Bill had to be home by 1:00 PM on Wednesday, November 25, but luckily Arizona was an hour ahead of California, which meant we could get some birding in at dawn in Yuma before we had to leave. Using Henry Detwiler's Yuma County birding book as a reference, we spent some time at the Yuma West Wetlands along the Colorado River right in town, and eventually we found our target: Crissal Thrasher, a lifer (#501) for me, my 7th and last of the trip. Including both lifers and otherwise, I'd added 84 birds to my Arizona list from November 23-25, bringing my state list up from 26 to 110 species, making it my fourth state list to cross the 100-species threshold (after CA, TX and OR) and also my fourth-highest state list in general. When we finally - after enduring some rough traffic that made us miss the deadline by a half hour - arrived at Bill's house in Fallbrook that day, a trio of Acorn Woodpeckers appeared in the palm tree across the street, which were a new addition (#109, #105 native) to my San Diego County list in California, serving as a welcome conclusion to a fantastic trip.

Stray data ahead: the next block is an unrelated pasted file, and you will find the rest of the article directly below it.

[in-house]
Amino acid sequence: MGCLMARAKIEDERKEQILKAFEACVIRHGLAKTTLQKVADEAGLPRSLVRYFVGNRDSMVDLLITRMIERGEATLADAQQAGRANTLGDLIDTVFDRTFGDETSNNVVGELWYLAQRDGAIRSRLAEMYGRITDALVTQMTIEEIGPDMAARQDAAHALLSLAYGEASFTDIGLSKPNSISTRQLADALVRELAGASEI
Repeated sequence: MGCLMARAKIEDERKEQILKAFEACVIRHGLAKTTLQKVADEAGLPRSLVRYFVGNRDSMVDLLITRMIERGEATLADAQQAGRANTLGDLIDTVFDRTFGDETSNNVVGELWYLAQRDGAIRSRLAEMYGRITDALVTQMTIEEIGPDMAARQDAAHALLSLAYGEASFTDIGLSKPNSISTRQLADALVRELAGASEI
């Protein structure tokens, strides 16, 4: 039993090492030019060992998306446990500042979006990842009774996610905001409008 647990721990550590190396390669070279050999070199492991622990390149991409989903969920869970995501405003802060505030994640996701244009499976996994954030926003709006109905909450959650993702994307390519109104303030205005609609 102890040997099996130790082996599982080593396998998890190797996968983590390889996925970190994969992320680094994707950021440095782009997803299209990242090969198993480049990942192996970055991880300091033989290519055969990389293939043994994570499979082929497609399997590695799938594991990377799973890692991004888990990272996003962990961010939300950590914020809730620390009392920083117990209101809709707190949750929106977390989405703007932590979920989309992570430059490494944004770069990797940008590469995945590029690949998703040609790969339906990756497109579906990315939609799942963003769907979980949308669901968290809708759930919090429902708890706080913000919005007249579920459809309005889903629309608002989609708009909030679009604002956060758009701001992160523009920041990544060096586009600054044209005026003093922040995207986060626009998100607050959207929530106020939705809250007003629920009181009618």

Ingresado el 27 de noviembre de 2015 por john8 john8 | 39 observaciones | 0 comentarios | Deja un comentario